Sunday, May 29, 2011

Is insurance up to the task of disasters?

An editorial in the Clarion-Ledger delves into a knotty insurance issue: U.S. Sen. Roger Wicker, R-Miss., is looking in the right direction in seeking federal legislation to clarify wind vs. water issues in hurricane insurance. But his proposed legislation may not go far enough. Wicker's proposed bill would establish a formula to determine property losses caused by wind or by water in hurricanes, and the formula would apply only in cases where structures are left as slabs.
The wind-versus-water disputes led to lengthy lawsuits in Mississippi after Hurricane Katrina struck in 2005. As Wicker noted, after meeting with Southern insurance commissioners last week, including Mississippi's Mike Chaney and fellow members of the National Association of Insurance Commissioners, the awards from Katrina-related court cases over wind vs. water damages were inconsistent by insurers and for victims.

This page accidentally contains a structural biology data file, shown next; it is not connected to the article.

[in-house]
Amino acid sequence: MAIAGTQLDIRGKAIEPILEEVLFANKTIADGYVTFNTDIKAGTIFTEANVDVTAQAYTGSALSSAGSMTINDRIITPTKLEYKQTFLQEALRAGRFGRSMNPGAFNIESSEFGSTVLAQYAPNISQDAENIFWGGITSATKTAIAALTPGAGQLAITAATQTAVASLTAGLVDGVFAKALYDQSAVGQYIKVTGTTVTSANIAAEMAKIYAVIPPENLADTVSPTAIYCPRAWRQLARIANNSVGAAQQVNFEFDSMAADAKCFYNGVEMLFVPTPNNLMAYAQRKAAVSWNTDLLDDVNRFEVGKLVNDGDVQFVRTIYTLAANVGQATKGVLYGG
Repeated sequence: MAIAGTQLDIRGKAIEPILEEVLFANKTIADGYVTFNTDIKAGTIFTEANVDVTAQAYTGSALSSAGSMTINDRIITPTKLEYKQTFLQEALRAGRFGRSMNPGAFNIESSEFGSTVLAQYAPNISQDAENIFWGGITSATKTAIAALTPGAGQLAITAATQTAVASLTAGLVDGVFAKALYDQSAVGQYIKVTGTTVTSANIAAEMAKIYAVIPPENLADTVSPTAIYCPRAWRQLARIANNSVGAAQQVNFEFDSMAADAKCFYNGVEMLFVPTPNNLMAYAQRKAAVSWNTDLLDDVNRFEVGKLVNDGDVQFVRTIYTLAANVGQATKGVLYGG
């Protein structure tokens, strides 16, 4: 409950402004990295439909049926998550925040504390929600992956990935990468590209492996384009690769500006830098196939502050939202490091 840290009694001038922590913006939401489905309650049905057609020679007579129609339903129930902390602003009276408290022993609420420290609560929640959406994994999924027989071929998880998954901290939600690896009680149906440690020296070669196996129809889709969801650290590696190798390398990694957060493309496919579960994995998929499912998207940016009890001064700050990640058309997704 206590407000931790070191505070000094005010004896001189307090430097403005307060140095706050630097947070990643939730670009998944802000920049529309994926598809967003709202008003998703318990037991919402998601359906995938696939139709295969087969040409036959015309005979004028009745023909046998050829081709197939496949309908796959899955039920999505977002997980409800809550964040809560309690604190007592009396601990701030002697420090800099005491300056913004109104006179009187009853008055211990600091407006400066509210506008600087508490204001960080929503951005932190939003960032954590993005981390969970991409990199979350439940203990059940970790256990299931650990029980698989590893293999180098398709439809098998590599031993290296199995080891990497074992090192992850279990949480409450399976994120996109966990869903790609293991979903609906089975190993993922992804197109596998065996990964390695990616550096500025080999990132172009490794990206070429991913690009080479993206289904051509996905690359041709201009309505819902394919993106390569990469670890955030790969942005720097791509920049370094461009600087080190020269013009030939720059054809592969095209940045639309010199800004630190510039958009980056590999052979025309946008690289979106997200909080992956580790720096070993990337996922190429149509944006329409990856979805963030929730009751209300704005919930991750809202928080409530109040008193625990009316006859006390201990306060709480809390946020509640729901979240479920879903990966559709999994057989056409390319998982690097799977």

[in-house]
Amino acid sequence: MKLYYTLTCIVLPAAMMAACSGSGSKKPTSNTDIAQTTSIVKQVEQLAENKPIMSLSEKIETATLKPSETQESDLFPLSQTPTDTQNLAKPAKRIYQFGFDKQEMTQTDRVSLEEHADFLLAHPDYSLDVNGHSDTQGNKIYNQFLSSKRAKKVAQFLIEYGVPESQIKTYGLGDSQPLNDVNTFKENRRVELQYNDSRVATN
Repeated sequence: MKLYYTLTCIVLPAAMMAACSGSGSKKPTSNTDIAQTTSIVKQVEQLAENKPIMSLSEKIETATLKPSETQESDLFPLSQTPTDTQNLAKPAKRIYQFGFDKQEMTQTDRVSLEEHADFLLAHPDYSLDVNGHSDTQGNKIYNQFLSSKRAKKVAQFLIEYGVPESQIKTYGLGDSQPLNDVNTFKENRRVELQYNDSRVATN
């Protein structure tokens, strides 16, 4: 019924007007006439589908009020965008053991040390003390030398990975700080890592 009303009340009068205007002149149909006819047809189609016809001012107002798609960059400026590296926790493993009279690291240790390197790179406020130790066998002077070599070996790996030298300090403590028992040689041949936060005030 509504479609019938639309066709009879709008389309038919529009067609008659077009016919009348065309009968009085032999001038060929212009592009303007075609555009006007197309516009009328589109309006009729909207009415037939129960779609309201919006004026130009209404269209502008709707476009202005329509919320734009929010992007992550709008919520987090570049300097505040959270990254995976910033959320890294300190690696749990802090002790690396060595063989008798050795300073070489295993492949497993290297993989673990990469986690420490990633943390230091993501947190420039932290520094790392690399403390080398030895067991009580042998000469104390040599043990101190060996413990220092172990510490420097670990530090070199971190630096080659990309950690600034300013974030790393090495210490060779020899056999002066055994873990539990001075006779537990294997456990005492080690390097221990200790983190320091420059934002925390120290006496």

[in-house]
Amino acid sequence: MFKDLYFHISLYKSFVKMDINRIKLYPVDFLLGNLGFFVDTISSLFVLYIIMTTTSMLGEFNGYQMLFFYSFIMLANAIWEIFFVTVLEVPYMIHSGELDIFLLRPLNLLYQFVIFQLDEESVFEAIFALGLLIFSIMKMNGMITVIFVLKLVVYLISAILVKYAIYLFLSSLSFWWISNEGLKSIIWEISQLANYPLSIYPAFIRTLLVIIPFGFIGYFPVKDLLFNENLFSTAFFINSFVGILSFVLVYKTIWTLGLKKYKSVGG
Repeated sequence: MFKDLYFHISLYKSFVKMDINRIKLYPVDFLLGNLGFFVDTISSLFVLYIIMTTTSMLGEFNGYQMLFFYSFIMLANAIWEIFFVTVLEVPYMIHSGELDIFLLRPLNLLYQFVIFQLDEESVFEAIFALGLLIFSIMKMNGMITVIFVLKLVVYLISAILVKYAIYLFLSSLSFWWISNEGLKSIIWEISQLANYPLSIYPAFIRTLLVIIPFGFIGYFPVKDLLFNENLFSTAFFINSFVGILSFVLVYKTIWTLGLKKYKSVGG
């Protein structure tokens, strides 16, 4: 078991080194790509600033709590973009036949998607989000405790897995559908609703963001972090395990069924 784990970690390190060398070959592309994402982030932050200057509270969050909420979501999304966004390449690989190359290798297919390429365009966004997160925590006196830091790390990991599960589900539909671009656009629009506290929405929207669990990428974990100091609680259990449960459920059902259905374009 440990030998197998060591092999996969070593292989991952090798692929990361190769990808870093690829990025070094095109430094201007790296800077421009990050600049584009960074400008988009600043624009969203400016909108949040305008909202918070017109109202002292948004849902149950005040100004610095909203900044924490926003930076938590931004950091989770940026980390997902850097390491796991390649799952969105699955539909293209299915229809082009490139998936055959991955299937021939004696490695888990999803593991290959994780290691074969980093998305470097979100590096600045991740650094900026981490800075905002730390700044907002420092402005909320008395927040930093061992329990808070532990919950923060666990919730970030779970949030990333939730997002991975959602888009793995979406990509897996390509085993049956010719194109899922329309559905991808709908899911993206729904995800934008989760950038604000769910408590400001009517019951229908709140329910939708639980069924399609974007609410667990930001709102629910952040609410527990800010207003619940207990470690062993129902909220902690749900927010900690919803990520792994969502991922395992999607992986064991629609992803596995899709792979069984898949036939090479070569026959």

Wicker's proposal - the Consumer Option for an Alternative System to Allocate Losses (COASTAL Act) would provide consistency, which could bring more stability to the insurance marketplace and encourage companies to write in those regions.

The urgency for action is increasing. Extreme weather phenomena have greatly impacted the United States in recent years including floods and associated landslides, hurricanes and associated ocean surges, tornadoes, heat waves, droughts and forest fires….

September 6, 2005 -- Destroyed houses in Gulfport, Mississippi, where Hurricane Katrina caused extensive damage. FEMA/Mark Wolfe

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